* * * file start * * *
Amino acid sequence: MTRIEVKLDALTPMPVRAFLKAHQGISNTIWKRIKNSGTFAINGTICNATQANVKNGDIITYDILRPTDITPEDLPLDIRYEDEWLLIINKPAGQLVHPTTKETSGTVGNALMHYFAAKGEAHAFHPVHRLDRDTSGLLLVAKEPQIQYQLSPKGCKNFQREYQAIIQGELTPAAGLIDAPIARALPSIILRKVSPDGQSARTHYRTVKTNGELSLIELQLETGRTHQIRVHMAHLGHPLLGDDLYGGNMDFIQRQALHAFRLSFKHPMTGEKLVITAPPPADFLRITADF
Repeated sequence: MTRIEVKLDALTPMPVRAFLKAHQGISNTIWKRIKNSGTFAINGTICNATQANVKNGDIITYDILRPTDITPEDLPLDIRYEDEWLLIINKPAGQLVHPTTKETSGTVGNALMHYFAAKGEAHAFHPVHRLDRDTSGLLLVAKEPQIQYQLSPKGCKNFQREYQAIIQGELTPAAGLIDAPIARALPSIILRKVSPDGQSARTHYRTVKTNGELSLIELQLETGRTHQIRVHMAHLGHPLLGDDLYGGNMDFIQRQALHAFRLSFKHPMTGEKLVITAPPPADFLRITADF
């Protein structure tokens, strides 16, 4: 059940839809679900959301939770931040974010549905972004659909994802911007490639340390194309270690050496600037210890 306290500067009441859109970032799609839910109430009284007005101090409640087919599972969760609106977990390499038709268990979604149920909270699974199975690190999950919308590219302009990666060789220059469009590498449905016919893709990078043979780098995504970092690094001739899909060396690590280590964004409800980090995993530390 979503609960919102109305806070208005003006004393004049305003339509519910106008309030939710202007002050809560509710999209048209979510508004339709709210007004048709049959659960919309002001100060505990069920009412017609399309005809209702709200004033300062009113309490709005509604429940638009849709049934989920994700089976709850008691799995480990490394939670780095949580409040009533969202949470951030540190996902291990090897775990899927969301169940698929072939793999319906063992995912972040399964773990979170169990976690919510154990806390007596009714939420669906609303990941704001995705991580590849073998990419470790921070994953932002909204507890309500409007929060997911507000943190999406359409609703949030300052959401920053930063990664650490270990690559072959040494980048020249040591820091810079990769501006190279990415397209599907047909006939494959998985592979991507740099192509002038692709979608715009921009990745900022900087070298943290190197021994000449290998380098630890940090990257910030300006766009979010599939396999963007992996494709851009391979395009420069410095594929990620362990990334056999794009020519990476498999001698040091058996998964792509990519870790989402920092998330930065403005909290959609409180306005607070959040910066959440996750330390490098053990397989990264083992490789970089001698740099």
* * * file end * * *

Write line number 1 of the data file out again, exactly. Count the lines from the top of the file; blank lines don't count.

Amino acid sequence: MTRIEVKLDALTPMPVRAFLKAHQGISNTIWKRIKNSGTFAINGTICNATQANVKNGDIITYDILRPTDITPEDLPLDIRYEDEWLLIINKPAGQLVHPTTKETSGTVGNALMHYFAAKGEAHAFHPVHRLDRDTSGLLLVAKEPQIQYQLSPKGCKNFQREYQAIIQGELTPAAGLIDAPIARALPSIILRKVSPDGQSARTHYRTVKTNGELSLIELQLETGRTHQIRVHMAHLGHPLLGDDLYGGNMDFIQRQALHAFRLSFKHPMTGEKLVITAPPPADFLRITADF